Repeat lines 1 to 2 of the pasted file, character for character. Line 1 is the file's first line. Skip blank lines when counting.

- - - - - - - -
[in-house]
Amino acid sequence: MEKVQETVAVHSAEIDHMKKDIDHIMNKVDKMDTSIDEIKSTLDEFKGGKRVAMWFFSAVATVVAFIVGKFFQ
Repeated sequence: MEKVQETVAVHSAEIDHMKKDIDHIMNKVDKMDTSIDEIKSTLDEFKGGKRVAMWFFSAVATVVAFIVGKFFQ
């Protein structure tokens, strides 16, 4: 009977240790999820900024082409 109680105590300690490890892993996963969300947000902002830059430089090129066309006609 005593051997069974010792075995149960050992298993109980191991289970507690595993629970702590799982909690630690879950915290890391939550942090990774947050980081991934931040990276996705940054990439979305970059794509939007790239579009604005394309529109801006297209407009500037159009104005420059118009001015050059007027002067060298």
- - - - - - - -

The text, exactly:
[in-house]
Amino acid sequence: MEKVQETVAVHSAEIDHMKKDIDHIMNKVDKMDTSIDEIKSTLDEFKGGKRVAMWFFSAVATVVAFIVGKFFQ